What Serdyukov and Sobchak Have in Common
The generals' longtime dream has come true. President Vladimir Putin on Tuesday signed the decree dismissing Defense Minister Anatoly Serdyukov. Only a couple of months ago, right after Putin's May inauguration, Serdyukov did not hide the fact that he would like to leave his post. But Putin opposed the move because he believed Serdyukov was needed to finish the important reforms that he had started. Now, however, Serdyukov, who found himself in the middle of a corruption scandal, has been given the boot in a humiliating fashion.
Serdyukov's dismissal shows that the government's degradation has reached a new level. Only a short time ago it seemed as if Serdyukov, a Putin loyalist, had nothing in common with the likes of opposition figures Alexei Navalny, Ksenia Sobchak and Leonid Razvozzhayev. Now they are all in the same boat together.
Early in the morning of Oct. 25, the official website of the Investigative Committee reported that its agents had seized documents at Oboronservis, the company authorized to sell Defense Ministry assets. Investigative Committee spokesman Vladimir Markin announced that five criminal cases would be filed against senior officials at Oboronservis. They are accused of deliberately understating the value of Defense Ministry real estate and then selling it to companies linked to Oboronservis.
Soon afterward, information appeared on Lifenews.ru — the same website that regularly publishes the wiretap transcripts of opposition activists' phone conversations — that Investigative Committee agents had found Serdyukov at the apartment of the ministry's former property department head, Yevgenia Vasilyeva, during an early morning raid.
Later the same day, Serdyukov met with Putin who, according to his spokesman, urged the defense minister to "cooperate with the investigation." The tabloids immediately leaked information that huge sums of money had been found during the raid on Vasilyeva's apartment. These reports sounded exactly like the raid on Sobchak's apartment in which more than 1 million euros were seized. The only difference was that more money was found in Vasilyeva's apartment than in Sobchak's. Corruption in the Defense Ministry was the top story on television news programs, although it is highly unusual for state-controlled television to publicize damaging information about senior officials.
Oboronservis was created three years ago to deal with most maintenance-related functions of the armed services, including the repair of military equipment at factories belonging to the Defense Ministry and providing food for military personnel and heating for their homes. The goal was to free military officials of purely routine duties so they could focus exclusively on the combat training of the troops entrusted to them.
It was not surprising that many officers opposed the measures since they were cut off from an important source of corruption. Meanwhile, many employees at Oboronservis quickly filled the gap. The temptation to embezzle funds increased exponentially when the Defense Ministry initiated reforms that required it to sell off property, including expensive real estate assets in Moscow.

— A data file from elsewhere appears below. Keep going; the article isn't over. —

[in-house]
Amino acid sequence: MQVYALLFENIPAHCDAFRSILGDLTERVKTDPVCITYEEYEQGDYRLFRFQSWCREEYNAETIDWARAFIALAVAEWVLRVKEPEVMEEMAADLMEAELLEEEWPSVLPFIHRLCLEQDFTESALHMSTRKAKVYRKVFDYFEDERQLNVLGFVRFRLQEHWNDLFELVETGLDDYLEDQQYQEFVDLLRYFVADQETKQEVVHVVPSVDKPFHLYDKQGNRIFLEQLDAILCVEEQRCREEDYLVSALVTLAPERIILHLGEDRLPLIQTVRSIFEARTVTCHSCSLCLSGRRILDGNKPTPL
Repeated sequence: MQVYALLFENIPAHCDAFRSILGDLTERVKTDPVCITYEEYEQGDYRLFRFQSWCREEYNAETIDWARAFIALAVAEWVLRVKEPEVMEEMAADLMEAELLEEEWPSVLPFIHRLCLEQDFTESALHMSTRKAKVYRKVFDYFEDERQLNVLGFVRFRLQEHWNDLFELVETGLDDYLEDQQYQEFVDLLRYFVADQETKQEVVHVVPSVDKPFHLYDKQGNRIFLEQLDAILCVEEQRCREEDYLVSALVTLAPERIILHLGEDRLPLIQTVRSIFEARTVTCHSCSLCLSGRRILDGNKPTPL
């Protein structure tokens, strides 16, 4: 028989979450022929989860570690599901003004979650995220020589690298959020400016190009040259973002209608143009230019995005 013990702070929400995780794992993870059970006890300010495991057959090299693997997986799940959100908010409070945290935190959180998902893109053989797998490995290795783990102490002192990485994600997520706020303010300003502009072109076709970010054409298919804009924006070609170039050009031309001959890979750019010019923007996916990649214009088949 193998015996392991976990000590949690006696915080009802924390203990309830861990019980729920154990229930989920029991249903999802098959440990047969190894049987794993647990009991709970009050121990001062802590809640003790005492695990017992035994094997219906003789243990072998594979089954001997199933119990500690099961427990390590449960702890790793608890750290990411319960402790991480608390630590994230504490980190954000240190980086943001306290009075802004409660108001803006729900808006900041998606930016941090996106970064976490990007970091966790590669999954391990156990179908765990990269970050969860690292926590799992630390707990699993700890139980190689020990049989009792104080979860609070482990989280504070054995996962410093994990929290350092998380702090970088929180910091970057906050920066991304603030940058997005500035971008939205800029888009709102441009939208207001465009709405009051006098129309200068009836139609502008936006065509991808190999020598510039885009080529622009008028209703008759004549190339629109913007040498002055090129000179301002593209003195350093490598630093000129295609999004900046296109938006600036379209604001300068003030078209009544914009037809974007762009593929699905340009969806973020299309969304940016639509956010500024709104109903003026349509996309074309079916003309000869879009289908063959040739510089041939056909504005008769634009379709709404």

Without a doubt, the Serdyukov affair was orchestrated at the very top of the ruling elite. It began with corruption charges against individuals with close ties to Serdyukov. The current investigation also includes insinuations about Serdyukov's private life, a standard tactic for the country's law enforcement agencies.
There can be no doubt that only a top official could have given approval for such an attack against Serdyukov. It was unlikely to have come from the president, who has always supported Serdyukov, particularly since Serdyukov made it known after Putin's re-election that he was ready to step down at any time. Nonetheless, in the end Putin was forced to dismiss Serdyukov.
It seems that the bureaucratic clans acted without Putin's permission. The appointment of Moscow region Governor Sergei Shoigu as Serdyukov's replacement is clear evidence that this was an emergency situation. What was the point of removing him from a gubernatorial post that he had occupied for only six months?
Serdyukov might have been in conflict with Sergei Ivanov, the former defense minister who is now the head of the presidential administration. According to this version, Ivanov cannot forgive Serdyukov for successfully carrying out the reforms that Ivanov messed up. Another version is that Serdyukov locked horns with Dmitry Rogozin, who is eager to increase his control of military resources in his capacity as deputy prime minister in charge of the defense industry.
In any case, it seems that law enforcement agencies have once again become weapons of inter-clan fighting. What's more, those agencies are using the same techniques they used against opponents of the regime: early morning raids and leaks of compromising information to the tabloids. The widely respected Serdyukov could never have dreamed in his worst nightmares that he would be subjected to the same humiliating measures as Navalny and Sobchak.
But every historical process unfolds according to its own internal logic. Once law enforcement agencies were given carte blanche to crack down on the opposition, they naturally used the same methods when told to go after members of rival clans.
Besides Serdyukov, the other victim of the feud was military reforms. This is particularly regrettable because they were the only example over the past 10 years when a ministry was able to successfully initiate serious reforms.
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